In the past 45 minutes, I've been jumping around Drupal.org downloading all the different modules and tutorials I think I'll need. I've also saved some of my previous work on other Drupal sites in case I need to refer to a code snippet along the way while I don't have Internet access. I'm going to call it a night for now (I need to pack!), but tomorrow, beginning at the airport, I'm going to start working on the site.
In what will be the first of, I hope, many case studies, I review the process of redesigning the Saint Louis Review website, from the ground up.
The Saint Louis Review is a local Catholic diocesan newspaper serving the nearly 500,000 member Archdiocese of Saint Louis. The newspaper has had a website since the late 90s, which was ported to a custom-designed CMS in 2001. The PHP/MySQL-based site ran quite well throughout the first decade of this millennium, but was in need of either a serious overhaul or a redesign, to go along with the paper's new tabloid layout in April 2009.
The decision was made in 2007 to port the website to Joomla, but after a few months, a new editor, and more work, it was determined that, due to its extensibility, flexible out-of-the-box permissions, and standards/SEO-compliant codebase, Drupal would be a better fit for the site. Work was begun in January of 2009 to transfer the custom CMS' articles database (over 17,000 articles) to a Drupal site, create a new template based off the colors and design of the new tabloid-format paper, and integrate an easier-to-manage ad system and back-end.
I follow a lot of Twitter users among my accounts; probably somewhere around 400-500 different twitter-ers. Because of this, I often get some awesome links to tutorials, guides, how-tos, and general information; many links which I would miss otherwise, because they won't show up on reddit, digg, or other social link sites.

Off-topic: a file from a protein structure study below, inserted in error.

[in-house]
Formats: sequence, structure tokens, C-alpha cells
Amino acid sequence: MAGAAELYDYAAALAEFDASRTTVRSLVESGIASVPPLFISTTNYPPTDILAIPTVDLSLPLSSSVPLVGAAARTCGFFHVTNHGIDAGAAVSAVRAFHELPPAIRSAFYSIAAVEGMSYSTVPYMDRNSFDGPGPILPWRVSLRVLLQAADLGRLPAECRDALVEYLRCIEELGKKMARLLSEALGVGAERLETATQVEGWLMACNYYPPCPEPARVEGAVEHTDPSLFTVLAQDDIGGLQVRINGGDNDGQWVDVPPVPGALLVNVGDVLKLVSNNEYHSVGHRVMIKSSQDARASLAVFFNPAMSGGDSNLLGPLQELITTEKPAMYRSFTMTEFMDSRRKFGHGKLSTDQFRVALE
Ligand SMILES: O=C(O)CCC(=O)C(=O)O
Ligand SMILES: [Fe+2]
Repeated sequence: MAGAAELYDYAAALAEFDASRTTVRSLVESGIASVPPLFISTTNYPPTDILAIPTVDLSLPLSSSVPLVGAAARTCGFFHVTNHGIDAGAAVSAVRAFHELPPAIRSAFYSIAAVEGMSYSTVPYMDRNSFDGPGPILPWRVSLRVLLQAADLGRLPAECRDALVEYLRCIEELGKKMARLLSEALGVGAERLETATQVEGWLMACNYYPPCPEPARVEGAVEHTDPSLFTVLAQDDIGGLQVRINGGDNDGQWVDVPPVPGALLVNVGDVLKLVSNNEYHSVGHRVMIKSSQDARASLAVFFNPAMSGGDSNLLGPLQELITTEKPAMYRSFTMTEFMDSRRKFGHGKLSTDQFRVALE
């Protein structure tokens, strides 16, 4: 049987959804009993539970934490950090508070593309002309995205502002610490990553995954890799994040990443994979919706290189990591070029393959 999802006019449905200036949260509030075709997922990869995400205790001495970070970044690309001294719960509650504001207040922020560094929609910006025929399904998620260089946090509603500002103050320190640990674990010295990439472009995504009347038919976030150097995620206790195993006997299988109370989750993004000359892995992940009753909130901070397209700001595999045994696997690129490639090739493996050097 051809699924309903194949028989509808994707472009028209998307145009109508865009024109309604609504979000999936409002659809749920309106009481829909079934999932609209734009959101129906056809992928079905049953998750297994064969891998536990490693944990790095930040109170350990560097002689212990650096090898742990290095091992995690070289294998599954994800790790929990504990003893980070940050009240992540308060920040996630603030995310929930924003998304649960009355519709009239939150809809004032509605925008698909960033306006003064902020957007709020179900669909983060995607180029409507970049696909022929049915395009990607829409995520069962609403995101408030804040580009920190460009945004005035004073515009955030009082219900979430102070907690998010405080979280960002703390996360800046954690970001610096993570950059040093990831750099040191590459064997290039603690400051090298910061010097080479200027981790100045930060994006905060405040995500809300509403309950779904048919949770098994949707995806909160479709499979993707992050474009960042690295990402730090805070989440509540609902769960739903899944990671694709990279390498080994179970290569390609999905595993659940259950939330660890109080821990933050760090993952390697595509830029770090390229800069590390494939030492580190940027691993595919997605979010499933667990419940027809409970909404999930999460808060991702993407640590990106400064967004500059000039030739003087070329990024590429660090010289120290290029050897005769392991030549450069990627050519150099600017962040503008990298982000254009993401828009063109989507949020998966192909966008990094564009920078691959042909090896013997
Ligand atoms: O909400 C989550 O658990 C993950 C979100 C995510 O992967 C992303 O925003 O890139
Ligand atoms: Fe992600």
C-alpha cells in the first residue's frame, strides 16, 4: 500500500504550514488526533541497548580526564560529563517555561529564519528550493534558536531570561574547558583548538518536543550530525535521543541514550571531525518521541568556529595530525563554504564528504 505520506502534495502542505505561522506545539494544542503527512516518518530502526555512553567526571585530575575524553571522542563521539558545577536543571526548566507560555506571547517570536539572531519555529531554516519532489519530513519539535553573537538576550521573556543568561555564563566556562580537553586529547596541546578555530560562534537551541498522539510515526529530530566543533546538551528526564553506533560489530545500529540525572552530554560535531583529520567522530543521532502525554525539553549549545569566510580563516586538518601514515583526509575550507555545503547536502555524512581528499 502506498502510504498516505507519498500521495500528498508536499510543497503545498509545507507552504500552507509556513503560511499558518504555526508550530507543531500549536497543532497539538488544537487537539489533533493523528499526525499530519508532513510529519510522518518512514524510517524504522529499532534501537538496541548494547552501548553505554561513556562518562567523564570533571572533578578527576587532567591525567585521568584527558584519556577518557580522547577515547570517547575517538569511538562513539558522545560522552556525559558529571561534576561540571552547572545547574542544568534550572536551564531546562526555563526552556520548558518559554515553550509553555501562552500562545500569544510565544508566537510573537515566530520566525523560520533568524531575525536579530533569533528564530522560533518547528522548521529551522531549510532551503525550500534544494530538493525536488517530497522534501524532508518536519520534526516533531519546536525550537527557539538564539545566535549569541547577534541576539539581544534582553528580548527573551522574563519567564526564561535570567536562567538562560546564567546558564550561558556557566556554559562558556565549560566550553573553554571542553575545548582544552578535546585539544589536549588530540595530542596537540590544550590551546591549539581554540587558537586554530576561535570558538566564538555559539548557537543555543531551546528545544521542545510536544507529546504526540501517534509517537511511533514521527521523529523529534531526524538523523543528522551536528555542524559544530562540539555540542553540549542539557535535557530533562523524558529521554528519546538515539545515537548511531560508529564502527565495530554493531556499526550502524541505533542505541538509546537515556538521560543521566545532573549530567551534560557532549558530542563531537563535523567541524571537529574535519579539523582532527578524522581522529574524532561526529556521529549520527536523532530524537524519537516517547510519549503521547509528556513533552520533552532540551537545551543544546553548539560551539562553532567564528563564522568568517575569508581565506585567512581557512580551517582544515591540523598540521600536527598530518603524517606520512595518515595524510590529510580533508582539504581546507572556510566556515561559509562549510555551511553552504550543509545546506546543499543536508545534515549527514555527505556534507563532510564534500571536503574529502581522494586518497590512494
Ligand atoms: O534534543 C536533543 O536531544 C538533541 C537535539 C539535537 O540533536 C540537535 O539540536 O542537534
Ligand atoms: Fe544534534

When Twitter users give high-quality, low-visibility links, users read their tweets and blogs more often than the users who spam their Twitter streams with tons of links to their own content. In my opinion, very few people can often and consistently write top-notch content on their own blogs. There are exceptions, but most bloggers are not professional writers, and therefore need to focus not solely on their own writings, but on others' as well.
Whenever you're designing a website, one of your primary goals, besides communicating the mission of the organization for whom the website is being made, should be to make the website accessible to all visitors, no matter what kind of computer or browser they have, and no matter what kind of disabilities they have (whether it be blindness, deafness, or other problems).
Luckily for you, there's a free and easy-to-use tool on the web that lets you check how well your website conforms to coding standards:
The W3C generously provides this service to further their mission of having an open, accessible and free web. The tool is dead simple to use: just type in your website's URL, and click Validate. Errors will then show up, and you can go back to your source code and fix the little mistakes you've made. But there's a lot more about Validation that needs to be said!